It’s a sobering thought.  20, 30, 40, 50 years of ministry, perhaps outwardly great and wonderful, gone up in smoke.  This is why John warned his readers – and us, Watch yourselves, so that you may not lose what we have worked for, but may win a full reward, 2 John 8 (ESV), emphasis added.

Closing remarks, vs. 24-29.

1. Responsibility, vs. 24, 25, “hold fast.”

The phrase means, to hold by strong hands, tugging for it, with those who would take it from them.  It indicates an ongoing and difficult struggle to retain what they still had.  The world has no use for the things of God, and even many in “the church” see no value in them, being content with ritual and routine.  In Thyatira, there were those who were actively opposed to the truth of God’s Word.  The believers weren’t to let them win.

2. Reassurance, vs. 26 – 28.

As difficult as it might have seemed to these Thyatiran believers, their struggles would come to an end and they would be richly rewarded.  They were promised power (authority) over the nations.

A Reformed writer had this to say, “One by one, as we reach the end here on earth, we shall pass into heaven and there sit with Christ on His throne and together with Him exercise kingly rule and authority over the nations until His Parousia. (R.C.H. Lenski, The Interpretation of St. John’s Revelation, p. 122.)

Sorry, but I must differ.  Where is there a single place on earth today that bears any evidence of Christ’s “kingly rule”?  Where He is honored and revered?  What kind of “rule” is that, where the King is ignored, even ridiculed and rejected?  This quote is a very shallow and irreverent view of “the kingdom.”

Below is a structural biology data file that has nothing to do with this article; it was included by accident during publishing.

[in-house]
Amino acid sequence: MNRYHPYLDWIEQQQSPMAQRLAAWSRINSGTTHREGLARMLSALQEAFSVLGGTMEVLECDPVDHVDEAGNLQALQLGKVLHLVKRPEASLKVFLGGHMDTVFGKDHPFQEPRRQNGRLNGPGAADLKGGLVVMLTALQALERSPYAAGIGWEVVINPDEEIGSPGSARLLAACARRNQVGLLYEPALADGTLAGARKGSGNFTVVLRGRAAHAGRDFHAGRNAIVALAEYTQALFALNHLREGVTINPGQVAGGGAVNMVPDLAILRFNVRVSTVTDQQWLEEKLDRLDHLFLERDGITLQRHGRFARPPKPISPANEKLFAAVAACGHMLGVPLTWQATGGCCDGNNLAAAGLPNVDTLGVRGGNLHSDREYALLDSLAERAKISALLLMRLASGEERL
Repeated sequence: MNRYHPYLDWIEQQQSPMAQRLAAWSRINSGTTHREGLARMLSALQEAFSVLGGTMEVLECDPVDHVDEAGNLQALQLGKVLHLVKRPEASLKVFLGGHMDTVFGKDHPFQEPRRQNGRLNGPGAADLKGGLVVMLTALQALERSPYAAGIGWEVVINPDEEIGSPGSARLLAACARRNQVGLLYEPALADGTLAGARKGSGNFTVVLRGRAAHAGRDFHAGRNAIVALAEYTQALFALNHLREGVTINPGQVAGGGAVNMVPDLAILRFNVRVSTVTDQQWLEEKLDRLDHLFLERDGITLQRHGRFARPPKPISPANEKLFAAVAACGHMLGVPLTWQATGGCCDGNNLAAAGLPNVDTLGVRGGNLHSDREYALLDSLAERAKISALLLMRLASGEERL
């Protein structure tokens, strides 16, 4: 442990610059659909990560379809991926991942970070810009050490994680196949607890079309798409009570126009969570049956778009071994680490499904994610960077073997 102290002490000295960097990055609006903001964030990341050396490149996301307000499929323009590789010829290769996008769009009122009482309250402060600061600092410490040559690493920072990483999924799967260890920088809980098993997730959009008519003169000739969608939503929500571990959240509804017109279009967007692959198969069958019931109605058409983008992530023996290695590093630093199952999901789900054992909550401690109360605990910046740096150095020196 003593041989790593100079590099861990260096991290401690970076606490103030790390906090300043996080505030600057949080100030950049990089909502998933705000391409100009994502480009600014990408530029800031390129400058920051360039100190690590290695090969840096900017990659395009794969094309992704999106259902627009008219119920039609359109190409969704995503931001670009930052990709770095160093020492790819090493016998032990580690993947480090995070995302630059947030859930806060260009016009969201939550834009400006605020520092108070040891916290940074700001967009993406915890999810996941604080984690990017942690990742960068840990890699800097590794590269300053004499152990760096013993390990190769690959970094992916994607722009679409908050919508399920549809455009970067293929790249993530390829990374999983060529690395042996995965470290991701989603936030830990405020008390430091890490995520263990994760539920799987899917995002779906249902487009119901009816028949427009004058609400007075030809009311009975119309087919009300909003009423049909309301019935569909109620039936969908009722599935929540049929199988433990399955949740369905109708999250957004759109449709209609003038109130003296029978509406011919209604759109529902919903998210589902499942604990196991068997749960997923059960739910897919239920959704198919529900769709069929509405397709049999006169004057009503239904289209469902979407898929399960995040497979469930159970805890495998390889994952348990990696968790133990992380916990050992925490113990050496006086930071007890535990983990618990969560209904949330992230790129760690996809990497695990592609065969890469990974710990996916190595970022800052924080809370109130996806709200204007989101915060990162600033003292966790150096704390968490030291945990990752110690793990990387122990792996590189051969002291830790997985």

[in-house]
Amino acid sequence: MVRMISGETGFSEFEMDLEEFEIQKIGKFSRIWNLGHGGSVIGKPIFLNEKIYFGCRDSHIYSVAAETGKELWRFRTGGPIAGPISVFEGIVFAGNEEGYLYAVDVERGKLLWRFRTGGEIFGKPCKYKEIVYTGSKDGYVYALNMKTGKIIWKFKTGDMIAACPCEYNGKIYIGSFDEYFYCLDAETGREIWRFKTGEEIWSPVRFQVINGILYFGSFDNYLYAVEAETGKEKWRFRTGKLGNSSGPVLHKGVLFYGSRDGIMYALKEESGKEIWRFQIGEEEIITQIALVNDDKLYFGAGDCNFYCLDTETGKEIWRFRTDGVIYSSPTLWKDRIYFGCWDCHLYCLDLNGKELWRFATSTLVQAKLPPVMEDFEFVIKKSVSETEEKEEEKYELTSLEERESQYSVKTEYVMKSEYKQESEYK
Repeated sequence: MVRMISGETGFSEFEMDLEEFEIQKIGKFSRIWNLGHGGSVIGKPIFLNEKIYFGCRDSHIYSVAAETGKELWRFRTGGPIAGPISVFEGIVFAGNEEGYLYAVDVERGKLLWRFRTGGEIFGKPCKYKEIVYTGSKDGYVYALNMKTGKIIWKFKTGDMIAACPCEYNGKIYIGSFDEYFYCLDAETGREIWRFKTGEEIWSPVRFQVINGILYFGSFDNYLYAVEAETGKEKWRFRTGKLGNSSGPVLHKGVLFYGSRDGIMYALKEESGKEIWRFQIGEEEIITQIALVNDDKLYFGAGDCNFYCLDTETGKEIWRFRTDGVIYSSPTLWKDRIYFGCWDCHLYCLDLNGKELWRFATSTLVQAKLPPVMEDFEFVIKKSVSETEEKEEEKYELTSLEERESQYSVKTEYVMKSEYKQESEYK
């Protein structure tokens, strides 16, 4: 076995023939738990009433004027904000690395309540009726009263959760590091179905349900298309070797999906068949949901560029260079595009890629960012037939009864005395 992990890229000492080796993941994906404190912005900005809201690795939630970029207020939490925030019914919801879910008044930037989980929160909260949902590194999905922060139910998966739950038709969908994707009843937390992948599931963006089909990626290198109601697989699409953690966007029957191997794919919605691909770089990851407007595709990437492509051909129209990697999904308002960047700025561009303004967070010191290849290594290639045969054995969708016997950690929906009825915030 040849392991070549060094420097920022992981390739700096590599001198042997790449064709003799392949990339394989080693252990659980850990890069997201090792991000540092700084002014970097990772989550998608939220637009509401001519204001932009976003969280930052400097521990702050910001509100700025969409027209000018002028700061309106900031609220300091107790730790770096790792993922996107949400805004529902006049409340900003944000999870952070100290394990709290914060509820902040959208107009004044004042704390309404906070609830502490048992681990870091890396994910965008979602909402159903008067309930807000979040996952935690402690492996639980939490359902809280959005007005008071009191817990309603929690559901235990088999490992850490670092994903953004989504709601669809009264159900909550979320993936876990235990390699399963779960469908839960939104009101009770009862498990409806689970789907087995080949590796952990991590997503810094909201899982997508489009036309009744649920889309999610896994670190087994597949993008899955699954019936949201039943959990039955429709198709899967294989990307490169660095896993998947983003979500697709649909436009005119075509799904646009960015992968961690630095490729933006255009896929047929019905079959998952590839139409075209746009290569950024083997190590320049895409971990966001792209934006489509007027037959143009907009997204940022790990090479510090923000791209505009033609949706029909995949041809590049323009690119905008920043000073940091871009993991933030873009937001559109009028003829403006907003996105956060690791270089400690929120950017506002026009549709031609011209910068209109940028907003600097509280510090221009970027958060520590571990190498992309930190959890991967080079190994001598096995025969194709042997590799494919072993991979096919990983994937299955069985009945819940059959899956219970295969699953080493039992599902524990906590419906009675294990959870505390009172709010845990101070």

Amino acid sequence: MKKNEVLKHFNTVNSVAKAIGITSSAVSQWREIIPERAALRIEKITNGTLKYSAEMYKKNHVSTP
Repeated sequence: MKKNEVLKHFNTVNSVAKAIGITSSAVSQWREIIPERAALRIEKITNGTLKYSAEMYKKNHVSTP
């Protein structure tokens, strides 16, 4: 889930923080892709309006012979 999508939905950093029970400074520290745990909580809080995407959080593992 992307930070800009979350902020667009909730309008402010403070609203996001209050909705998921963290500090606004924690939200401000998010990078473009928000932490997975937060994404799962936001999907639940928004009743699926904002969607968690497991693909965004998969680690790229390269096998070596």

Our Lord Himself said that He is seated with His Father on His Father’s throne, 3:21.  He will not sit on His own throne as King until after His return to this earth, Matthew 25:31.  He isn’t referred to as “King” until then, either.  According to Zechariah 14:16-21, when our Lord is ruling this earth, there will be no question about it – and no escaping it.  He, and His people, will rule the nations “with a rod of iron,” because not everyone will be glad to see Him!  We see this graphically portrayed in Revelation 20:7, when Satan is released from his prison at the end of the 1000 year reign of our Lord (not just “hindered” by the preaching of the Gospel, but actually incarcerated), and he will have no trouble at all in gathering a world-wide rebellion against the King, a rebellion that will be quickly snuffed out.  Just in passing, if the Holy Spirit didn’t mean an actual 1000 years, why did He mention it six times in six verses?

“the morning star.”  2 Peter 1:19 refers to the morning star rising in our hearts.  There’s a lot of discussion about what this “star” is.  I confess I don’t know.  Whatever it is, is probably beyond the ability of words to convey.

 3. Reminder, v. 29.

These aren’t just the delusions of a tired old man in prison.  They are what the Spirit says to the churches.

Pay attention….

Revelation 2:18, The Christ and City of Thyatira.

“And to the angel of the church in Thyatira, write, ‘The things says the Son of God, who has eyes like a flame of fire, and His feet like fine brass….’ 

Once again, we’ve had to divide our thoughts into separate posts.

1. The City of the Epistle.

Thyatira was located in a valley linking two other valleys.  Because it had no natural fortification and was wide open to attack, a garrison was usually stationed there.  This defended the town, but had the added benefit in that it guarded the road into Pergamos, the capital of the province.

Because of its favorable location on the route between Pergamos and Sardis, Thyatira soon became a prosperous commercial center.  Many trade-guilds are known to have existed there.  One of her merchants is even mentioned in Scripture:  Lydia, a seller of purple, Acts 16:14.  What’s noted about her, though, isn’t her commerce, but her conversion.  She is described as one whose heart the Lord opened to hear the things spoken by Paul.  There’s so much I could say about this in these days of the widespread belief that God is impotent or at least unable to act until we give Him permission.  That is not the God of Scripture.